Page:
March 10, 2004

Temple University, Japan Campus (TUJ) is pleased to announce enhancements to its Information Technology (IT) Program. These upgrades result from an ongoing review of the program by its originating partners: TUJ and iCarnegie, Inc., an educational affiliate of Carnegie Mellon University, of Pittsburgh, Pennsylvania, U.S.A., the world’s top computer science research and educational institution and software development training specialist. In particular, feedback from Carnegie Mellon faculty, from IT employers and software personnel, and from student performance data since the program’s introduction in fall 2003 have led to enhancements that ensure that TUJ students keep pace with this rapidly changing field.

Keeping apace of changes in the IT field ensures, in turn, that students are equipped with the skills needed in the modern IT workplace. Toward that purpose, highlights of the upgrades to TUJ’s IT Program include a greater curriculum-wide emphasis on software design and engineering practices, additional project development that heightens practical experience, and the increased application of web-centric technologies and development tools.

    Overall, the enhancements to this iCarnegie-run program fall into four major categories:

      1. Software engineering processes. Across all iCarnegie courses, there is an even stronger emphasis on studying and practicing modern software engineering processes, with new training additions in the areas of software systems architecture, reusability and design patterns, and commercial-grade testing.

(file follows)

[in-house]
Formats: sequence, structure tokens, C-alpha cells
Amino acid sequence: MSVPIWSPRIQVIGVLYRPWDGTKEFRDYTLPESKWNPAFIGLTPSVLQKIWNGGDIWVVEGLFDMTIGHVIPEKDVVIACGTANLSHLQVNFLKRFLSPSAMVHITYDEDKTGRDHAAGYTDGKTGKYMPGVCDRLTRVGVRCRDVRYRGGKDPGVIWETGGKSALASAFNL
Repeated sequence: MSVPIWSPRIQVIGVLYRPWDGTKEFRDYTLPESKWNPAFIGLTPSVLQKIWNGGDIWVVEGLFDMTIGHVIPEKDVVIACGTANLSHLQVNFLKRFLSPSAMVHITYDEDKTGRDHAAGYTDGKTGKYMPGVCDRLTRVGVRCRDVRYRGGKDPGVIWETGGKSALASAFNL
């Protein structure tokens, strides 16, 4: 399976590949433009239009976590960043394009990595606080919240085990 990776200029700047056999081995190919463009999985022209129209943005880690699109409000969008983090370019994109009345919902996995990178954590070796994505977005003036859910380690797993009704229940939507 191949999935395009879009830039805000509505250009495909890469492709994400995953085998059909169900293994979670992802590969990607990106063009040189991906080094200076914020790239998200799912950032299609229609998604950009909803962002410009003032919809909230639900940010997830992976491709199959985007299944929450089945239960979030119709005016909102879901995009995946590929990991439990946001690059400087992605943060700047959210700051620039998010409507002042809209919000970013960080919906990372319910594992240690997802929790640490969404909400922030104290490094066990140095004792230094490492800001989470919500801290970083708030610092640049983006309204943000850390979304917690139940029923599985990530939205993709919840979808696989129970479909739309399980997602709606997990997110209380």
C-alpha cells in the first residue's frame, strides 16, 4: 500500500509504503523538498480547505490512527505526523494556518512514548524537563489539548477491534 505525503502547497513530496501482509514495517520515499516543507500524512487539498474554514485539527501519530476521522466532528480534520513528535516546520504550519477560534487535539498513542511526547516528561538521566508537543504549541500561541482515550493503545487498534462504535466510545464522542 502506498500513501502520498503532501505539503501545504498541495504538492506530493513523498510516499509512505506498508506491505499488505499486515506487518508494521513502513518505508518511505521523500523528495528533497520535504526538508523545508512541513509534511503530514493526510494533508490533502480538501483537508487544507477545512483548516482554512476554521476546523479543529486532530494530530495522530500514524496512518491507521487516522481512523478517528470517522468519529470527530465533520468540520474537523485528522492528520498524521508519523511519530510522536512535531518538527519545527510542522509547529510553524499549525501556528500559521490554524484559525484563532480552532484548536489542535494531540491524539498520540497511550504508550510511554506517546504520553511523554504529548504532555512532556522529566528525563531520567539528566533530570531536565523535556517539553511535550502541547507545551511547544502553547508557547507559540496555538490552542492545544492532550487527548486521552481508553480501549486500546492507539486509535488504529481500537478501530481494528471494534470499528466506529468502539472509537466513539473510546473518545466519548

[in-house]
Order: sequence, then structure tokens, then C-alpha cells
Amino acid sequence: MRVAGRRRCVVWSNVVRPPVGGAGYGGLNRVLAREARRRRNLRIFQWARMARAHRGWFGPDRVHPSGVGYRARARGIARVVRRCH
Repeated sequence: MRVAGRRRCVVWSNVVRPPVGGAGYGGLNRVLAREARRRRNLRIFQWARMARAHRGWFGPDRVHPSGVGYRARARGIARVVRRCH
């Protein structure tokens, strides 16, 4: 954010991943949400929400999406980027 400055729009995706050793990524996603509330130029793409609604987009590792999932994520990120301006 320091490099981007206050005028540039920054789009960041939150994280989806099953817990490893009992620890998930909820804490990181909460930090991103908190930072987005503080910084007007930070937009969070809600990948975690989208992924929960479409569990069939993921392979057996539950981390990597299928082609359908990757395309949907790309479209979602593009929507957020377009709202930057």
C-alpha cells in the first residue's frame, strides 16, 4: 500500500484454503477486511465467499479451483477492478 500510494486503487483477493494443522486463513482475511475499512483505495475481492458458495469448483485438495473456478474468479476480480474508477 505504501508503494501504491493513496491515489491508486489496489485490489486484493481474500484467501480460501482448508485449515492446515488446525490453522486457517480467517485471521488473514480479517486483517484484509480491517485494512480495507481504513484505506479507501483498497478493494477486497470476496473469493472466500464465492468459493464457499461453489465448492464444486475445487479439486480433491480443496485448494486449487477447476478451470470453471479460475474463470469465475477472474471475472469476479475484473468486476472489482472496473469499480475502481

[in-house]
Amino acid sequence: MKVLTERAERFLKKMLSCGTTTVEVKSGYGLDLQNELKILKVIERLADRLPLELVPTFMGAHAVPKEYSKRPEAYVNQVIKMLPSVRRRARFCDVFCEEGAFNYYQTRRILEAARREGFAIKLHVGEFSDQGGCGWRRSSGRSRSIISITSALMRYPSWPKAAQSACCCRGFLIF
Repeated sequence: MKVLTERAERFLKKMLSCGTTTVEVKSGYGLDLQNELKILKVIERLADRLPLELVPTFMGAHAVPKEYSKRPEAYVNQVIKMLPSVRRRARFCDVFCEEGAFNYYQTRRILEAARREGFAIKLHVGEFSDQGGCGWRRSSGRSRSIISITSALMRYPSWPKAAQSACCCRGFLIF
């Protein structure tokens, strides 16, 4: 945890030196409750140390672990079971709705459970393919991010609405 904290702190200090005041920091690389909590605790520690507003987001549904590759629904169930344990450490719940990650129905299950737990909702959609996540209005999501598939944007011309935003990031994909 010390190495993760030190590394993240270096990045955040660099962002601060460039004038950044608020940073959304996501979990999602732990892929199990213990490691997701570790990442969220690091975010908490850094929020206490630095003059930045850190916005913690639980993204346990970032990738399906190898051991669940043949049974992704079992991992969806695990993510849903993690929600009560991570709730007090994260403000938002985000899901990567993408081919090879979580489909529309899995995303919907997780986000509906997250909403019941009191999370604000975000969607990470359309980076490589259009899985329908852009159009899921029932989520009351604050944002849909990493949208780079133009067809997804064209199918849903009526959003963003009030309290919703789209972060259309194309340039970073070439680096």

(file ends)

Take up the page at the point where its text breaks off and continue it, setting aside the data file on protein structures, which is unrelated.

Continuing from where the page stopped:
2. Technologies. Updates to the courses have been made to provide greater focus on widely used tools and technologies for web-centric computer programming and software development, stressing the closer integration of HTML and Java programming.
      3. New IT trends and issues. Software security and software engineering ethics are topics that can be found in several iCarnegie courses, keeping students current with broader IT workplace issues.
      4. Overall curriculum design. Because of the importance iCarnegie places on having students connect fundamental concepts to real-world experience, several projects have been added to the curriculum, including the development of an online auction system and the design of a point-of-sale cash register kiosk. Also, there is improved articulation between iCarnegie courses, so that students experience seamless transitions from one course to the next.

“These new enhancements,”comments Dr. Allan Fisher, iCarnegie’s cofounder and chief executive officer, “further bolster our leadership position in giving educational institutions the ability to offer their local students excellent, workforce-focused professional training and iCarnegie certifications. From the time the iCarnegie curriculum was created in partnership with Carnegie Mellon’s School of Computer Science faculty, we together have continued to refine and improve our courses to prepare students and IT employees for the demands of a globalizing software development workforce.”.